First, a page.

Research - International Journal of Medical Research & Health Sciences ( 2021) Volume 10, Issue 1
Pattern of Obstetric Emergencies and Its Contribution to Adverse Pregnancy Outcome in a Tertiary Hospital North Central Nigeria: A Two Year ReviewOnazi Ochima1*, Rachael E Audu1 and Ranyang Akafa2
2Department of Obstetrics and Gynaecology, State Specialist Hospital, Jalingo Taraba State, Nigeria
Onazi Ochima, Department of Obstetrics and Gynaecology, Federal Medical Centre Keffi, Nasarawa State, Nigeria, Email: email@example.com
Received: 02-Dec-2020 Accepted Date: Jan 22, 2021 ; Published: 29-Jan-2021, DOI: O
Background: Successful pregnancy outcome is usually a thrilling experience for the mother and her family. Though a physiological process it is often fraught with complications that can impact negatively on pregnancy outcome with resultant high maternal and fetal morbidity and mortality. Methodology: The study was to assess common pregnancy complications seen at our obstetric emergency unit. Electronic medical records of all the women seen and managed in the obstetric emergency unit at Federal Medical Centre Keffi between 1st January 2018 and 31st December 2019 were searched. The socio-demographic profile, booking status, type of emergency, mode of delivery, and pregnancy outcome were extracted and analyzed. Results: A total of 278 cases of obstetrics emergencies out of 2414 deliveries were recorded. The majority of the women were un-booked (56.3%), the age ranged from (15-44) years. The leading causes of obstetric emergencies are hypertensive disorders of pregnancy, prolonged rupture of fetal membrane, intrauterine fetal deaths, Ante-partum hemorrhage, and two or more previous cesarean section in labor. Obstetric emergencies accounted for 66.7% of maternal mortality with hypertensive disorders of pregnancy, obstructed labor, and obstetric hemorrhage as the leading causes. The perinatal mortality was 30 per1000 live births. It is significantly higher among women without antenatal care services. Conclusion: Obstetric emergencies continue to pose a significant challenge to safe motherhood in our environment partly due to poor utilization of antenatal care services as many of the causes of maternal mortality are preventable requiring no high-tech equipment or training.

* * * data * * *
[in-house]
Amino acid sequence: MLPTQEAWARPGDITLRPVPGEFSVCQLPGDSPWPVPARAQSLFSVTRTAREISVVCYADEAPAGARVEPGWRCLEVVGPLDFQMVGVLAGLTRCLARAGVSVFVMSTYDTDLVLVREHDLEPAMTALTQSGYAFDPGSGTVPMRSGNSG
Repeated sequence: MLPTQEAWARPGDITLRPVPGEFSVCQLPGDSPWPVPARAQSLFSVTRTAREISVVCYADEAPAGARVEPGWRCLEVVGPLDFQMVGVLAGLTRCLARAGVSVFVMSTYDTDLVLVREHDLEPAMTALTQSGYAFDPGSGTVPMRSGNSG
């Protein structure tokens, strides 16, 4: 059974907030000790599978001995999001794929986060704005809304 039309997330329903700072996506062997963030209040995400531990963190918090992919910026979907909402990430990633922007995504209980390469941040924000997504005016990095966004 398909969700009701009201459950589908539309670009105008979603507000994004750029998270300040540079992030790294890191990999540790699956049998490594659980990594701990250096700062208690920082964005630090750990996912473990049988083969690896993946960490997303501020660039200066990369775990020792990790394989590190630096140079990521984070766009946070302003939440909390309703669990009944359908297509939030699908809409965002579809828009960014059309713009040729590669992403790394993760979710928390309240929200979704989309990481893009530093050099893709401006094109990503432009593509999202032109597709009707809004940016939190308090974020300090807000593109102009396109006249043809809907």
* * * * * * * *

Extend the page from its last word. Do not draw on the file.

Federal Medical Centre Keffi, Fetal outcome, Maternal outcome, Obstetric emergencies
Obstetric emergencies are usually unexpected life-threatening conditions affecting the mother and/or the fetus that can potentially lead to adverse pregnancy outcomes if not timely and appropriately addressed . It usually gives no warning and is not limited to any particular time of the day. Obstetric emergencies are the major contributors to maternal and perinatal morbidity and mortality worldwide . Over the years there have been tremendous advances and improvements in the field of medicine including diagnosis and management of pregnancy and its complications leading to a significant decline in maternal morbidity and mortality worldwide. This gain however has been disproportionate in favor of developed countries as maternal morbidity and mortality remain a public health concern in developing countries . Some of the reasons may be due to widespread poverty, lack of access to quality and affordable obstetric care services especially in times of emergencies [4,5]. The concept of birth preparedness and complication readiness is alien to most couples in developing countries as some of the pregnancies are unplanned and maybe unwanted . This is compounded by poor transportation facilities, non-functional primary and secondary level of health care services, and inadequate or lack of skilled birth attendants . Data on the pattern of obstetric emergencies and its contributions to maternal and perinatal mortality in Nigeria especially in north-central Nigeria is sparse thus its impact on the poor/ dismal health indices not fully appreciated especially at the backdrop of cultural and religious belief of the people fuelled by ignorance and illiteracy . Study of this kind is thus imperative to facilitate planning, mobilization, and sensitization of relevant stakeholders for preventions, early detection, and effective case management aimed at making pregnancies safer and fulfilling for our women.
Materials and Methods
This is a two-year retrospective study of all pregnant women seen and managed at the obstetric emergency ward at Federal Medical Centre Keffi between 1st January 2018 and 31st December 2019. Relevant data including patient socio- demographic profile, booking status, gestational age at presentation, diagnosis, the maternal and perinatal outcome was extracted from the electronic medical records of patients that presented with obstetric emergencies. Data analysis was done using SPSS software version 20 and results presented in percentages, tables, and figures.